Dead Bolt Locks on Office Doors

Q: Does section of the 2012 edition of the LSC, which prohibits more than one releasing actions to operate the door apply to office doors within a healthcare occupancy? For example, the nurse manager’s office opens to the corridor, and she wants to place a deadbolt lock on the door. Does the addition of a deadbolt lock create a violation? Does egress from a single office require the same “single motion” requirement as the remainder of the path of egress?

A: Yes, it does. As long as the door (no matter where the door is located) is in the path of egress, then it must comply with and be operable with only one releasing motion. A door to an office qualifies as a door in the path of egress, because if you’re inside that office, the door in in your path to the way to get outdoors. Now, it is possible that if there were two entrances (doors) to the same office, you could designate one of the doors as being in the path of egress, and the other door as not being in the path of egress. This way, the door that is not in the path of egress could have a dead-bolt lock that requires more than one releasing motion, but that may not help you with this situation.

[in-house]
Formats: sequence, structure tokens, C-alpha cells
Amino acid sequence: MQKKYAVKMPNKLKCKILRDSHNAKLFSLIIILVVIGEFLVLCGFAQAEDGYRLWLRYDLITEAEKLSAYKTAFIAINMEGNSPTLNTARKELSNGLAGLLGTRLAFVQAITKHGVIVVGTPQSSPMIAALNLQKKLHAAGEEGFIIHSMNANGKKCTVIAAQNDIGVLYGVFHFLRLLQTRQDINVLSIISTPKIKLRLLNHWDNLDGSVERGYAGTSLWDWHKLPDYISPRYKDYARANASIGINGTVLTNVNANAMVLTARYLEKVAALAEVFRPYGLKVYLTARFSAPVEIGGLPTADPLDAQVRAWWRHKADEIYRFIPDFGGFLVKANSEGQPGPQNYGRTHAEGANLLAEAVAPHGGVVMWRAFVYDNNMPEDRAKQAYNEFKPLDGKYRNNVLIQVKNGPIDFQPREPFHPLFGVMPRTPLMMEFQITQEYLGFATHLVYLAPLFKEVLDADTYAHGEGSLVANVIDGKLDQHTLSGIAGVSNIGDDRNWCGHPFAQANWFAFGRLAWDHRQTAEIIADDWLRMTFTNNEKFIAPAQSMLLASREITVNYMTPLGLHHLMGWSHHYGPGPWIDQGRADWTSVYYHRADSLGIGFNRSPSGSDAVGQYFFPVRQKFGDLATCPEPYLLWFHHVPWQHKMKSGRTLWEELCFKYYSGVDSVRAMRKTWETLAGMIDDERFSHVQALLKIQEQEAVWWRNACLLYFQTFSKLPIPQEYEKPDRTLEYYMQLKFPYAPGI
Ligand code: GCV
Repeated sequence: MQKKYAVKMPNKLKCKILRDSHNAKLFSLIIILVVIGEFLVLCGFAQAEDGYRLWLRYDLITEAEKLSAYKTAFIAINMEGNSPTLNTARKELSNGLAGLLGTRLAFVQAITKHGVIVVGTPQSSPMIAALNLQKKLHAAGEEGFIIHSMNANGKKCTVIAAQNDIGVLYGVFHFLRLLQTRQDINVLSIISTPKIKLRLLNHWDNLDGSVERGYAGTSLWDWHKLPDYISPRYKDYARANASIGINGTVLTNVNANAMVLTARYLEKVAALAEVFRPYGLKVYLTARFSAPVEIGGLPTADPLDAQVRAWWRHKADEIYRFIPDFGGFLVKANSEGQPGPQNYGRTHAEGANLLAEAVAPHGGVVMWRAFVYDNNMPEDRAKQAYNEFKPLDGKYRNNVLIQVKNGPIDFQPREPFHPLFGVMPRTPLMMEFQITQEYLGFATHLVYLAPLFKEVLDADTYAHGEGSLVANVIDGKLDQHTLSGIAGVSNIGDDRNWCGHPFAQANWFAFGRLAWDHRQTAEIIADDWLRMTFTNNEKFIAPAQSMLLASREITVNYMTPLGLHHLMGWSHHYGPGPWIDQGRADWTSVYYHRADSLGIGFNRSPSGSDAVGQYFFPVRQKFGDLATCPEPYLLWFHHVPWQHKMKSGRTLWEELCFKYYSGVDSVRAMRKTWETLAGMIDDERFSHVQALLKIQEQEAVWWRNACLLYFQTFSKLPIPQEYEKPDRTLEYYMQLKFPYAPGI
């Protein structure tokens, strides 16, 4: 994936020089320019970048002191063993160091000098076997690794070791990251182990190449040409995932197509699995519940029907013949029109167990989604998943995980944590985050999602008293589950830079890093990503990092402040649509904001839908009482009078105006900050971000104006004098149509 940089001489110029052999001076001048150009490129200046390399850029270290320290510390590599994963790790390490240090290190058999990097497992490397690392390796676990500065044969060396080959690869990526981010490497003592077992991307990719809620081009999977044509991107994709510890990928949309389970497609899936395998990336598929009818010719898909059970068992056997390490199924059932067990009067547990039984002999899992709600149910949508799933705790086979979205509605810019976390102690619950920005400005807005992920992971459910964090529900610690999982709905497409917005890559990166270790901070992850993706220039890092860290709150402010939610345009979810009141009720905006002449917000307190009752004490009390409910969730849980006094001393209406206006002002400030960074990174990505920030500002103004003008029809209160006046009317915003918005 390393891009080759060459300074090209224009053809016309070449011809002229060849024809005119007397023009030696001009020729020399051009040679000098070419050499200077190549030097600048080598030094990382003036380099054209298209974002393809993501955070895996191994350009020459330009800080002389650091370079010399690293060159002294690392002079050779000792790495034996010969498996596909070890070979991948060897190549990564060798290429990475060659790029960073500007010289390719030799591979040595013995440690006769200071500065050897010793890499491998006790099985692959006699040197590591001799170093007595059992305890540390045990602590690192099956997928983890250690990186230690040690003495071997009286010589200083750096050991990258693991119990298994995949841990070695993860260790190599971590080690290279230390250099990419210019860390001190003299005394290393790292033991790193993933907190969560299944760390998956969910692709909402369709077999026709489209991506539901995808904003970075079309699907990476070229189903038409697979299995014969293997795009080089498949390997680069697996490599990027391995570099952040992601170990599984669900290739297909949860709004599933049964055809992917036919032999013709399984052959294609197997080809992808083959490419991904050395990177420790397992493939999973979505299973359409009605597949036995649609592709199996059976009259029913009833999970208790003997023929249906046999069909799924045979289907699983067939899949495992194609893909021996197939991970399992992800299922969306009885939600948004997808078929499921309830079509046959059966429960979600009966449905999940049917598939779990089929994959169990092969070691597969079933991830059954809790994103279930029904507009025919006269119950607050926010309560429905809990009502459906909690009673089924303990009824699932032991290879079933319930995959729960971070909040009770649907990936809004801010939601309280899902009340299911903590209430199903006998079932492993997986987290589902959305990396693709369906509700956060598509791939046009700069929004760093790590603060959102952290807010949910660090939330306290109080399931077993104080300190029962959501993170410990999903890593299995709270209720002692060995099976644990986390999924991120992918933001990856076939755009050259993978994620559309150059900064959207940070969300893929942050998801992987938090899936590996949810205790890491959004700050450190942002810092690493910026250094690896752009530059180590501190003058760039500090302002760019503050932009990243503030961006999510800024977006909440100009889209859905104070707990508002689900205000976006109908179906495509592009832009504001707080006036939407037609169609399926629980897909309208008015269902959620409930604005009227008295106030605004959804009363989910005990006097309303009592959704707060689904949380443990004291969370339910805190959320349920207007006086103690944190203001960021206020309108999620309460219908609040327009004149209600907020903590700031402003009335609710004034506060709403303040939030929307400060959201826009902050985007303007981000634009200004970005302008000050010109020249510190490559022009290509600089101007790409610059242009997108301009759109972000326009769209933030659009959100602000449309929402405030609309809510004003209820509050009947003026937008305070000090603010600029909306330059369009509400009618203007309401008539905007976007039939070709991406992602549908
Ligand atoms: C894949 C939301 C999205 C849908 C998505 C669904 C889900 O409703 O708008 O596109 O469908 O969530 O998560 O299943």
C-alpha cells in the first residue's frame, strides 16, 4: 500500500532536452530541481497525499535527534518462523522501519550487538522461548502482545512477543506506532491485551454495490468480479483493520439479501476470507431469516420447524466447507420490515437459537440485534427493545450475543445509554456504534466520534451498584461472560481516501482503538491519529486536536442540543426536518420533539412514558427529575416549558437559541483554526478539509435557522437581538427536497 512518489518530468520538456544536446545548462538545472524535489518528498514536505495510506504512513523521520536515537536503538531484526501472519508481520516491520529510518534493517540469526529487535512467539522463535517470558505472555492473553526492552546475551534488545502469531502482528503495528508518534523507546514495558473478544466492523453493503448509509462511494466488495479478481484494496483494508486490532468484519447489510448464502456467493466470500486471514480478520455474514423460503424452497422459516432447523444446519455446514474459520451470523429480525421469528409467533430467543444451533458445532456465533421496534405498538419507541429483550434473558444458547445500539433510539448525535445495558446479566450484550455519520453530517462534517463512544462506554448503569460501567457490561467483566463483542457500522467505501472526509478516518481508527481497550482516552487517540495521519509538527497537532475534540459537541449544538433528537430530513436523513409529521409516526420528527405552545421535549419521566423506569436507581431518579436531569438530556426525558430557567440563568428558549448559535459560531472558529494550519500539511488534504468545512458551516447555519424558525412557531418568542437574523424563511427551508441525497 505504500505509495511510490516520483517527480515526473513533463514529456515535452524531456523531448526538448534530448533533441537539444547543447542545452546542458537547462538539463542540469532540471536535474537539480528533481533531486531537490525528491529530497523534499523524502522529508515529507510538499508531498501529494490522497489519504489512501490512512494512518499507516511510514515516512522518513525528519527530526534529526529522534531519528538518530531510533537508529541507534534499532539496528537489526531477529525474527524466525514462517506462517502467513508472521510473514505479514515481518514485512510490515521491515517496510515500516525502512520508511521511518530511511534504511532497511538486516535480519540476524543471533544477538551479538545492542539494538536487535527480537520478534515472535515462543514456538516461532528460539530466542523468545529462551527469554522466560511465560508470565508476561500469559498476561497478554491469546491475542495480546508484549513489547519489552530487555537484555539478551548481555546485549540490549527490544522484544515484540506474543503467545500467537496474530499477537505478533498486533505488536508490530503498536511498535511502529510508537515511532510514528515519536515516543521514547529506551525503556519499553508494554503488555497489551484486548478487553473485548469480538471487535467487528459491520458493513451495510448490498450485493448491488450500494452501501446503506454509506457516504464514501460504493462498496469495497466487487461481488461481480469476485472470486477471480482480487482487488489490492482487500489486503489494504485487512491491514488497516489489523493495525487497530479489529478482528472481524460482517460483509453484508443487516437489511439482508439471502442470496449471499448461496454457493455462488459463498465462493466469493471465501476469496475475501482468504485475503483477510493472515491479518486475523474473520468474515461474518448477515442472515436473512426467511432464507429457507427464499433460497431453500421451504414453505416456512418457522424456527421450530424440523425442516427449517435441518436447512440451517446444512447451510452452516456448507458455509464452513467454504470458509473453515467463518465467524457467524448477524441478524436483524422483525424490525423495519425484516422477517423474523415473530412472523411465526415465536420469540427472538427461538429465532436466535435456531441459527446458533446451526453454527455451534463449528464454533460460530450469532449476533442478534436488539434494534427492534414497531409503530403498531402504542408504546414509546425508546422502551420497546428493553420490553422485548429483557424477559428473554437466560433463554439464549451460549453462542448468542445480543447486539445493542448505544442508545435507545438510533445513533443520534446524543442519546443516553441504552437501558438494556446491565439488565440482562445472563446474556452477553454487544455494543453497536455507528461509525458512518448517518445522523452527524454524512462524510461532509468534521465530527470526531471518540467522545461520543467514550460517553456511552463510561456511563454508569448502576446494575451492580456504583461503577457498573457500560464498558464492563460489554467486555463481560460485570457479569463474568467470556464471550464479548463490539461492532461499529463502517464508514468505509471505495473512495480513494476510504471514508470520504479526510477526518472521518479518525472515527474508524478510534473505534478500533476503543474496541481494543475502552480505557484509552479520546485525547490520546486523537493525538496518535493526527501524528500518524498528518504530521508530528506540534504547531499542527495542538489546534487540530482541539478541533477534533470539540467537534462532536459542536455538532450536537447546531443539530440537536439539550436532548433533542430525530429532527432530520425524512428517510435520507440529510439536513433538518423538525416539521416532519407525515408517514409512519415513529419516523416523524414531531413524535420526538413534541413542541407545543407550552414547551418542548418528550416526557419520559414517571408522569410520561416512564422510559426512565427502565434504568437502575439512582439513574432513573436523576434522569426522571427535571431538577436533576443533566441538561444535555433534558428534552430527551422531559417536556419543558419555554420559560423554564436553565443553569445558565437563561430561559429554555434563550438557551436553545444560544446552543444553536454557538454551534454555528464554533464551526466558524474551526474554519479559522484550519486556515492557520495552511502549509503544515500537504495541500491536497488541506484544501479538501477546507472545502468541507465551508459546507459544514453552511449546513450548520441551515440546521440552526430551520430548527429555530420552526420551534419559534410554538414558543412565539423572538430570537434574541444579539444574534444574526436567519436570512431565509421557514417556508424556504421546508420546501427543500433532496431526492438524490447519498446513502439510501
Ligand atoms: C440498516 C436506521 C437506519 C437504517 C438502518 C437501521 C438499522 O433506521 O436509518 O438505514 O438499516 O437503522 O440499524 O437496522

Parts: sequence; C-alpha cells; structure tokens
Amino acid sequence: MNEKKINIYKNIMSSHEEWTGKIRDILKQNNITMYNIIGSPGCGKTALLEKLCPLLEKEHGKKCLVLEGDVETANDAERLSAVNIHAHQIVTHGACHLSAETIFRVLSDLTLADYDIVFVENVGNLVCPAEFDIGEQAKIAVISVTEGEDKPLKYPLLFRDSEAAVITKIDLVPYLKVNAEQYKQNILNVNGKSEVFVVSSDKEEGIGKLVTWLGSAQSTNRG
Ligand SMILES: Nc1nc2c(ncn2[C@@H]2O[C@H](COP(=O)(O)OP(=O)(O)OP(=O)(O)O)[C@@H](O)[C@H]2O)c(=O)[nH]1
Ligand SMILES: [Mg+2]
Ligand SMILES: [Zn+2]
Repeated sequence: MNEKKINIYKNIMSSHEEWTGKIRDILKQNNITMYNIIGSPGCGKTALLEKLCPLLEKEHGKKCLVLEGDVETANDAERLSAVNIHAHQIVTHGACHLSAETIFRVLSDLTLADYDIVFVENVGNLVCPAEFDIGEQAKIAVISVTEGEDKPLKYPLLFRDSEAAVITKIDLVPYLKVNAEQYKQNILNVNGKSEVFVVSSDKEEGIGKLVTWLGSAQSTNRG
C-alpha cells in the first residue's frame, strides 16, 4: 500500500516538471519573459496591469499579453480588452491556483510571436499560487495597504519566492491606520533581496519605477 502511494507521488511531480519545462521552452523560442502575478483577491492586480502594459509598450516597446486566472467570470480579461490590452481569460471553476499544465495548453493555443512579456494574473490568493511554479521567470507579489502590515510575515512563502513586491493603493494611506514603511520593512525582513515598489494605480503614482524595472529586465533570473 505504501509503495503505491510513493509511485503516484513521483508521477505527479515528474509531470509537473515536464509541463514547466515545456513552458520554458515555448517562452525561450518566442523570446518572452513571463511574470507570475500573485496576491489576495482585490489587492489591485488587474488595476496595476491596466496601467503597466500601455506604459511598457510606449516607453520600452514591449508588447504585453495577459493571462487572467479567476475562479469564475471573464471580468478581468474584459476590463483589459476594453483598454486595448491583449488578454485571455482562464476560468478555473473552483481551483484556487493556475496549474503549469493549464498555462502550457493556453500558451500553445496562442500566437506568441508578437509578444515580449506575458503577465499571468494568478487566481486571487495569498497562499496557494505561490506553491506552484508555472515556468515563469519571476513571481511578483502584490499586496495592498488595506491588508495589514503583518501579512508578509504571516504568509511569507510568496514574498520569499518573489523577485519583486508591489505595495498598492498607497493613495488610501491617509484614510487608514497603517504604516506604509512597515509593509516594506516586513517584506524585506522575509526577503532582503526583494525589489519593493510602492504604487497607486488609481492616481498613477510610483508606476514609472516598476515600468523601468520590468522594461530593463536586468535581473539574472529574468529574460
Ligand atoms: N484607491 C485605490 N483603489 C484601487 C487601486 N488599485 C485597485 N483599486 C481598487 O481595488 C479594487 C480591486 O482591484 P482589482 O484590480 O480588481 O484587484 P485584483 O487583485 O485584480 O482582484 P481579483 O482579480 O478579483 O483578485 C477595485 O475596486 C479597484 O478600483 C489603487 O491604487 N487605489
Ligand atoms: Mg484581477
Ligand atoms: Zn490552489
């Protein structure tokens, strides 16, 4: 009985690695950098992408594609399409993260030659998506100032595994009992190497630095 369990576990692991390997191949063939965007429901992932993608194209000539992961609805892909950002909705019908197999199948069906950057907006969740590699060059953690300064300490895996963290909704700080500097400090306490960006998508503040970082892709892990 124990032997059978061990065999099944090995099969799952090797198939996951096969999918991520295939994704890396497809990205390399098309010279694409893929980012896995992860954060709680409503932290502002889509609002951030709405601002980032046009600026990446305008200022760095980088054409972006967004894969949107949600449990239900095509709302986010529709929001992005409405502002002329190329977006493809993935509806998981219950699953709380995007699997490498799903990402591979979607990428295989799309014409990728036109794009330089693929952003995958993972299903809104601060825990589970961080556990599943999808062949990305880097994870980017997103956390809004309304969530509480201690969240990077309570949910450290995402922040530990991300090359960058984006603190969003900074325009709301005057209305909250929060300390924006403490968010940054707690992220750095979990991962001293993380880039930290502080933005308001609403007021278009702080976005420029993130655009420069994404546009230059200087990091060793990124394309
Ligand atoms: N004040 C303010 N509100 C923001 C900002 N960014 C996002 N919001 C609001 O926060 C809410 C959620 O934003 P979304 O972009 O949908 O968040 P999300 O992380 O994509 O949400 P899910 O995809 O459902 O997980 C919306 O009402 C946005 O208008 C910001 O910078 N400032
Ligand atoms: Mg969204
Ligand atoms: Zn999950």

Please understand that since this requirement to have no more than one releasing operation to operate the door is found in chapter 7 of the 2012 LSC, it applies to all occupancies, with the exception of residential occupancies as the standard states. This means it applies to your medical office buildings, administrative buildings, clinics, and as well as your hospital. Deadbolt locks that operate separately from the door latch set just are not permitted.

The 2012 LSC section does allow existing conditions where two releasing operations on a door serving an area having an occupant load not exceeding three persons to remain. But that does not allow you to install locks on that door… it is only available for existing conditions.

Rest assured, there are multiple types of locks that are available for doors that can be operated with only one releasing motion. The most common includes a deadbolt that retracts when the door handle is operated, and those are commonly found in hotels. There are other types of locks that are incorporated into the door handle and will unlock the door when the door handle is turned.